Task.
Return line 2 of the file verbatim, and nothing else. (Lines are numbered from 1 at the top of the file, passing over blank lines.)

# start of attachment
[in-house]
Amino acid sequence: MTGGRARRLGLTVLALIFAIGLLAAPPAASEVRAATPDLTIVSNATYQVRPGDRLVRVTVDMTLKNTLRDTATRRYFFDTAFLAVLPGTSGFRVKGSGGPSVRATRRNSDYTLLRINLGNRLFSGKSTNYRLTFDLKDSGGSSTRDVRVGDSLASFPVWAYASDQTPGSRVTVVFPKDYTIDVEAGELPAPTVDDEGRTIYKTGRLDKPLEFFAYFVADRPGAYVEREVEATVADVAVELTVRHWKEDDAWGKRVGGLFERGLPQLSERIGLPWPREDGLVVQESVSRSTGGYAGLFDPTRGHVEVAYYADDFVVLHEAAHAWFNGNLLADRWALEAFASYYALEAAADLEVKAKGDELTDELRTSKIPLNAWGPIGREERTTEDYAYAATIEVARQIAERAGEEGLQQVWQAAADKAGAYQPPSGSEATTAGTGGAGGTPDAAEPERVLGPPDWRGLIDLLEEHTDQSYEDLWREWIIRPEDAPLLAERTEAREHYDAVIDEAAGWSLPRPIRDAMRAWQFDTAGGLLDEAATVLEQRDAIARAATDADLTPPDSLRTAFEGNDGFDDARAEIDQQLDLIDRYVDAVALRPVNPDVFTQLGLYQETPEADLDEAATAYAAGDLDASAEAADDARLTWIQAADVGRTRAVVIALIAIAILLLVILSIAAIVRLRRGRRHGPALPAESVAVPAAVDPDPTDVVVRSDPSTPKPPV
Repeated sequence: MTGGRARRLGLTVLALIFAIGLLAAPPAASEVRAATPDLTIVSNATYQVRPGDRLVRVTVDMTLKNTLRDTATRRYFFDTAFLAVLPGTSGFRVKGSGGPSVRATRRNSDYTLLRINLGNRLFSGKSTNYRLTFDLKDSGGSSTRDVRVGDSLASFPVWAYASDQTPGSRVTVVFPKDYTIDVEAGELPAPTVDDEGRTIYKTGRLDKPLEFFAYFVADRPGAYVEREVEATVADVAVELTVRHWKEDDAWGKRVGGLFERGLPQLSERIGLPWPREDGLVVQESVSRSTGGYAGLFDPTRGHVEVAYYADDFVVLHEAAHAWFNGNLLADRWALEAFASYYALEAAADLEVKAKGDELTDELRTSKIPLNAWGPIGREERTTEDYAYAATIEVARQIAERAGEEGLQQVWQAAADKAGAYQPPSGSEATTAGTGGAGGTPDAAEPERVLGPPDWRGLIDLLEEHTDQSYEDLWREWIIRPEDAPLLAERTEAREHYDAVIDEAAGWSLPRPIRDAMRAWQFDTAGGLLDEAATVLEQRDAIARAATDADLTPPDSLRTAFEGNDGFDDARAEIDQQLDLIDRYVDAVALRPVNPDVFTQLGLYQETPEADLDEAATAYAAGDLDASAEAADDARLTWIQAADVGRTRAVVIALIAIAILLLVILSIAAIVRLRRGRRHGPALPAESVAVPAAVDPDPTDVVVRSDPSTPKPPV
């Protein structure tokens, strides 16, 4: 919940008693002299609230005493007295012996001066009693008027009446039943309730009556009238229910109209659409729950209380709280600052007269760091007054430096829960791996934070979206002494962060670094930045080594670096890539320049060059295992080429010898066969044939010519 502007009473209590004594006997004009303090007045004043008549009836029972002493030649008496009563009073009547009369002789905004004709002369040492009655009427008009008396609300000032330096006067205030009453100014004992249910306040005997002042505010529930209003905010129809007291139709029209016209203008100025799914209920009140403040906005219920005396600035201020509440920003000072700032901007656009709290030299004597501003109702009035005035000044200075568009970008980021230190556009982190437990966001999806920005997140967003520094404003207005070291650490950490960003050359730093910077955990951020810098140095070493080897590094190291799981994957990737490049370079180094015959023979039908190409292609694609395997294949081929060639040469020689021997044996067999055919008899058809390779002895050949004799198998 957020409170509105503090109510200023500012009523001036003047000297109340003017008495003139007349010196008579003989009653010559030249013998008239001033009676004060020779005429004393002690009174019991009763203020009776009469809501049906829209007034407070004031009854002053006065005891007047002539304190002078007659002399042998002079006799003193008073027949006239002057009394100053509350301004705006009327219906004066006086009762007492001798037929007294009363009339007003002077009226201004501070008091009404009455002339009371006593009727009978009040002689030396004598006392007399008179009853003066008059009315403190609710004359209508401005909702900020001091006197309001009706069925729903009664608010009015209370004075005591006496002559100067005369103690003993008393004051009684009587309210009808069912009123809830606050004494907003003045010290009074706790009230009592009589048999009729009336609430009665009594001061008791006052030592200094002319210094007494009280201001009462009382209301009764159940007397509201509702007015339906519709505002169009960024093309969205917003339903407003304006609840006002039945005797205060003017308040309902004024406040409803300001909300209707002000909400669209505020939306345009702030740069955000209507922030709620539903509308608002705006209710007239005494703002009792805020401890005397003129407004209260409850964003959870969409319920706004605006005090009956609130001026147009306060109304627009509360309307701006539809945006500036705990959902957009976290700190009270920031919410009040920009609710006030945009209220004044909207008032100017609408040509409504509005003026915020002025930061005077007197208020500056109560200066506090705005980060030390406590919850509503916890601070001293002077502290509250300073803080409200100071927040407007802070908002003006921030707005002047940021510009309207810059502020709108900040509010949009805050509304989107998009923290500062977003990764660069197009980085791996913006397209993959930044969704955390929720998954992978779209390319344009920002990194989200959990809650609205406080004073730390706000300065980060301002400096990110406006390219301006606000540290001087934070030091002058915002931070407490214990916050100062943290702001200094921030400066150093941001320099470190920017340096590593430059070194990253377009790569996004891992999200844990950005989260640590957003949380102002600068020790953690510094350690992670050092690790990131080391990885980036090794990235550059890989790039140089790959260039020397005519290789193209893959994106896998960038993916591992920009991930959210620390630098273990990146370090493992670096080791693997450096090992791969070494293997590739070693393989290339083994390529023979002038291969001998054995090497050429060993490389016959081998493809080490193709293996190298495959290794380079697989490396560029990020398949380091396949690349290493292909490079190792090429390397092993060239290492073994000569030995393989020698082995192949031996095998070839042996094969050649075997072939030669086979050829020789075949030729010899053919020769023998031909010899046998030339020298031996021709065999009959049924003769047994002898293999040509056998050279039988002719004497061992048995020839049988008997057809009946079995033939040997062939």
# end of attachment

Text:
Amino acid sequence: MTGGRARRLGLTVLALIFAIGLLAAPPAASEVRAATPDLTIVSNATYQVRPGDRLVRVTVDMTLKNTLRDTATRRYFFDTAFLAVLPGTSGFRVKGSGGPSVRATRRNSDYTLLRINLGNRLFSGKSTNYRLTFDLKDSGGSSTRDVRVGDSLASFPVWAYASDQTPGSRVTVVFPKDYTIDVEAGELPAPTVDDEGRTIYKTGRLDKPLEFFAYFVADRPGAYVEREVEATVADVAVELTVRHWKEDDAWGKRVGGLFERGLPQLSERIGLPWPREDGLVVQESVSRSTGGYAGLFDPTRGHVEVAYYADDFVVLHEAAHAWFNGNLLADRWALEAFASYYALEAAADLEVKAKGDELTDELRTSKIPLNAWGPIGREERTTEDYAYAATIEVARQIAERAGEEGLQQVWQAAADKAGAYQPPSGSEATTAGTGGAGGTPDAAEPERVLGPPDWRGLIDLLEEHTDQSYEDLWREWIIRPEDAPLLAERTEAREHYDAVIDEAAGWSLPRPIRDAMRAWQFDTAGGLLDEAATVLEQRDAIARAATDADLTPPDSLRTAFEGNDGFDDARAEIDQQLDLIDRYVDAVALRPVNPDVFTQLGLYQETPEADLDEAATAYAAGDLDASAEAADDARLTWIQAADVGRTRAVVIALIAIAILLLVILSIAAIVRLRRGRRHGPALPAESVAVPAAVDPDPTDVVVRSDPSTPKPPV